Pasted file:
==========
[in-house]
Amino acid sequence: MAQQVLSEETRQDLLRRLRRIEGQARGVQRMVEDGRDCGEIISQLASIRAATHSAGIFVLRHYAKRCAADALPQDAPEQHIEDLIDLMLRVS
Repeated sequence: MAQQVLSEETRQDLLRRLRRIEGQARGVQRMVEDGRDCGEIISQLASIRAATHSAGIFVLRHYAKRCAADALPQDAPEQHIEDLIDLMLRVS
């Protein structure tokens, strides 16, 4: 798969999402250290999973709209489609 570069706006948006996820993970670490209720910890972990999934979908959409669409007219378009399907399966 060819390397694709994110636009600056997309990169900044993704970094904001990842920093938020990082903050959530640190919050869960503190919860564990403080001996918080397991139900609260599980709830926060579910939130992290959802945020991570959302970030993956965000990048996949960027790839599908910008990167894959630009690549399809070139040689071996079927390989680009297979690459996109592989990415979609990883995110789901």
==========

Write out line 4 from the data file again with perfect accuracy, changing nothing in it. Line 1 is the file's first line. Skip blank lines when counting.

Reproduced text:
């Protein structure tokens, strides 16, 4: 798969999402250290999973709209489609 570069706006948006996820993970670490209720910890972990999934979908959409669409007219378009399907399966 060819390397694709994110636009600056997309990169900044993704970094904001990842920093938020990082903050959530640190919050869960503190919860564990403080001996918080397991139900609260599980709830926060579910939130992290959802945020991570959302970030993956965000990048996949960027790839599908910008990167894959630009690549399809070139040689071996079927390989680009297979690459996109592989990415979609990883995110789901």